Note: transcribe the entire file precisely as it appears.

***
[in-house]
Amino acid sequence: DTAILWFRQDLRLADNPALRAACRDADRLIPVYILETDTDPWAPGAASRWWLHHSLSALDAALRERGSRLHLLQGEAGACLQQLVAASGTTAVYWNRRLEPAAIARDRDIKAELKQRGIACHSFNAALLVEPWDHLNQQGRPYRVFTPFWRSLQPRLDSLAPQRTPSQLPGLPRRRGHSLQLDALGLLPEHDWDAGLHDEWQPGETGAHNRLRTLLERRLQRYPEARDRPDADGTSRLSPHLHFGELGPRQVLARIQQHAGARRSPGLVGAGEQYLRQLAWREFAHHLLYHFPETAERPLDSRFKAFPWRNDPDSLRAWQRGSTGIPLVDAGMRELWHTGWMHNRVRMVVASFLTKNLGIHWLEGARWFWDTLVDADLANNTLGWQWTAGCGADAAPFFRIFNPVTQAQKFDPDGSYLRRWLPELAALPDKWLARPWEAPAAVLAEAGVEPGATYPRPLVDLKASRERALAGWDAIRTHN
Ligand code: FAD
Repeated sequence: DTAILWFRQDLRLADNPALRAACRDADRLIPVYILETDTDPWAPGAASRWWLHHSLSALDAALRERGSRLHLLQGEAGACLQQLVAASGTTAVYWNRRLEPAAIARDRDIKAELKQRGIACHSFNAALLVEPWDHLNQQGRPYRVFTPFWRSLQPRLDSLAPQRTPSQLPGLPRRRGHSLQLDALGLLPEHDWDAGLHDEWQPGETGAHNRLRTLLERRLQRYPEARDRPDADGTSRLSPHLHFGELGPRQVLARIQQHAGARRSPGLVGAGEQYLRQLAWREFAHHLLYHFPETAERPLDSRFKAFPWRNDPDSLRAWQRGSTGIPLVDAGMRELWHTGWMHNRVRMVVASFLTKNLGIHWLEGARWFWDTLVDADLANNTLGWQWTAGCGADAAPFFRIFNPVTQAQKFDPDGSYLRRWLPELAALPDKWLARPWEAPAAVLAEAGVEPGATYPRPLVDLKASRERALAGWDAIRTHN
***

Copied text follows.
[in-house]
Amino acid sequence: DTAILWFRQDLRLADNPALRAACRDADRLIPVYILETDTDPWAPGAASRWWLHHSLSALDAALRERGSRLHLLQGEAGACLQQLVAASGTTAVYWNRRLEPAAIARDRDIKAELKQRGIACHSFNAALLVEPWDHLNQQGRPYRVFTPFWRSLQPRLDSLAPQRTPSQLPGLPRRRGHSLQLDALGLLPEHDWDAGLHDEWQPGETGAHNRLRTLLERRLQRYPEARDRPDADGTSRLSPHLHFGELGPRQVLARIQQHAGARRSPGLVGAGEQYLRQLAWREFAHHLLYHFPETAERPLDSRFKAFPWRNDPDSLRAWQRGSTGIPLVDAGMRELWHTGWMHNRVRMVVASFLTKNLGIHWLEGARWFWDTLVDADLANNTLGWQWTAGCGADAAPFFRIFNPVTQAQKFDPDGSYLRRWLPELAALPDKWLARPWEAPAAVLAEAGVEPGATYPRPLVDLKASRERALAGWDAIRTHN
Ligand code: FAD
Repeated sequence: DTAILWFRQDLRLADNPALRAACRDADRLIPVYILETDTDPWAPGAASRWWLHHSLSALDAALRERGSRLHLLQGEAGACLQQLVAASGTTAVYWNRRLEPAAIARDRDIKAELKQRGIACHSFNAALLVEPWDHLNQQGRPYRVFTPFWRSLQPRLDSLAPQRTPSQLPGLPRRRGHSLQLDALGLLPEHDWDAGLHDEWQPGETGAHNRLRTLLERRLQRYPEARDRPDADGTSRLSPHLHFGELGPRQVLARIQQHAGARRSPGLVGAGEQYLRQLAWREFAHHLLYHFPETAERPLDSRFKAFPWRNDPDSLRAWQRGSTGIPLVDAGMRELWHTGWMHNRVRMVVASFLTKNLGIHWLEGARWFWDTLVDADLANNTLGWQWTAGCGADAAPFFRIFNPVTQAQKFDPDGSYLRRWLPELAALPDKWLARPWEAPAAVLAEAGVEPGATYPRPLVDLKASRERALAGWDAIRTHN